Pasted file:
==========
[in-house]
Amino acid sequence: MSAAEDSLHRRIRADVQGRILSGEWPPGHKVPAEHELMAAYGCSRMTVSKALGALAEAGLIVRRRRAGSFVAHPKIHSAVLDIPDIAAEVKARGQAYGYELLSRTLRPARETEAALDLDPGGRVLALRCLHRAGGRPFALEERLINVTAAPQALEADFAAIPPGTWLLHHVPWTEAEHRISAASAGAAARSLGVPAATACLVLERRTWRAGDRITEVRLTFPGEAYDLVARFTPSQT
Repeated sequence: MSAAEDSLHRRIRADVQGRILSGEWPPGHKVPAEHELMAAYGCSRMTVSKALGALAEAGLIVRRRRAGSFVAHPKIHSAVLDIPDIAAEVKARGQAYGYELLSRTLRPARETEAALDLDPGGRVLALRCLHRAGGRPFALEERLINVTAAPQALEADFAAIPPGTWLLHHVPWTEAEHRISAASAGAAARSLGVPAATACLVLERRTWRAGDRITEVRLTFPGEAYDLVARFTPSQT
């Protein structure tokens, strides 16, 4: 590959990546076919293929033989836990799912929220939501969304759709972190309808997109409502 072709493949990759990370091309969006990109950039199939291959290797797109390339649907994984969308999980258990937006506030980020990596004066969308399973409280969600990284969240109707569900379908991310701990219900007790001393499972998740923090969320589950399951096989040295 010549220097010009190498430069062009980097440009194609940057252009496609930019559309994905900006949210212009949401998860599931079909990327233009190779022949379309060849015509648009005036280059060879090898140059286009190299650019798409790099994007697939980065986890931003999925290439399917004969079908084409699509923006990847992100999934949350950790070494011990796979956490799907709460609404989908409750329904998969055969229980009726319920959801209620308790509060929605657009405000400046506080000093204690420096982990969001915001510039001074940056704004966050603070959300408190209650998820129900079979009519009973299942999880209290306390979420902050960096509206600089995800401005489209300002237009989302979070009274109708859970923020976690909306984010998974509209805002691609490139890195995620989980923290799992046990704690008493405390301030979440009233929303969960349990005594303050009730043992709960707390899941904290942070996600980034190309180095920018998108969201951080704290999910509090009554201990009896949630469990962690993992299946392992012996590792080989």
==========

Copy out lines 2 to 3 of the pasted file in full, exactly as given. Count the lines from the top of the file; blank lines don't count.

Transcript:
Amino acid sequence: MSAAEDSLHRRIRADVQGRILSGEWPPGHKVPAEHELMAAYGCSRMTVSKALGALAEAGLIVRRRRAGSFVAHPKIHSAVLDIPDIAAEVKARGQAYGYELLSRTLRPARETEAALDLDPGGRVLALRCLHRAGGRPFALEERLINVTAAPQALEADFAAIPPGTWLLHHVPWTEAEHRISAASAGAAARSLGVPAATACLVLERRTWRAGDRITEVRLTFPGEAYDLVARFTPSQT
Repeated sequence: MSAAEDSLHRRIRADVQGRILSGEWPPGHKVPAEHELMAAYGCSRMTVSKALGALAEAGLIVRRRRAGSFVAHPKIHSAVLDIPDIAAEVKARGQAYGYELLSRTLRPARETEAALDLDPGGRVLALRCLHRAGGRPFALEERLINVTAAPQALEADFAAIPPGTWLLHHVPWTEAEHRISAASAGAAARSLGVPAATACLVLERRTWRAGDRITEVRLTFPGEAYDLVARFTPSQT